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One of the things that seems to be coming into focus about the three sequels James Cameron is currently preparing to shoot for "Avatar" is that death does not seem to be a permanent condition on Pandora.
For at least a year now, Sigourney Weaver has been talking about how she plans to return for the films as well, hinting that once you are part of Pandora, you are not conventionally "dead," and there's plenty of groundwork for that in the first movie. One of the major ideas that Cameron emphasized in the first film is that all energy is only borrowed, and one day you have to give it back. All of Pandora is one giant network, storing memories and energy, and all of the Na'vi who have ever lived before are stored in that network, accessible by their descendants.
Today, word broke that Stephen Lang will be returning for a major role in all three of the sequels. Deadline quotes Cameron saying, "I'm not going to say exactly how we're bringing him back, but it's a science-fiction story, after all. His character will evolve into really unexpected places across the arc of our new three-film saga."
Since Col. Miles Quaritch was human in the first film, it'll be interesting to see how Pandora processes him. I can't imagine it will be as simple as Quaritch remaining the exact same intractable bad guy, but in a Na'vi body. He's going to be cycled through a deeply spiritual process that will transform him in every way, so what comes out the other side of that? Michael Fleming, who broke the story, refers to him as "Darth Vader" and "The Terminator," so is he hinting that there's going to be some sort of biomechanical element to Quaritch's resurrection?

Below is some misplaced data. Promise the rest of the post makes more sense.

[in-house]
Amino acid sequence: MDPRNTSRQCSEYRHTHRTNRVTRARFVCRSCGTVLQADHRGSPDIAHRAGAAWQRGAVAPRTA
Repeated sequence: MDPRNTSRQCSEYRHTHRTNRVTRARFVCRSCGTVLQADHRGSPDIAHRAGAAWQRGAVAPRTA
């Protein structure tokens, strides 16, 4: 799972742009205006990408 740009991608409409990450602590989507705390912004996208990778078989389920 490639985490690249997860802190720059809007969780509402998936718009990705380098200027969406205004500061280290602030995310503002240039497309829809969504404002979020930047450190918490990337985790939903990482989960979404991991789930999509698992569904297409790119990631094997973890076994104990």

I've seen some people already complaining that there are no stakes in the world of "Avatar," but I don't think that's what this means at all. Instead, I think Cameron really loves this larger world of Pandora and wants to explore various facets of how things work, and he's not going to ignore the characters he already created for the first film. The sequels, currently being scripted by Josh Friedman, Rick Jaffa & Amanda Silver, and Shane Salerno, offer Cameron the single biggest canvass of his career, and I get the feeling he's going to introduce some very big new elements in each of the films.
December 2016 seems like a long way off, and production isn't even supposed to start on these films until a year from now, but it sounds like Cameron's moving forward and making his plans.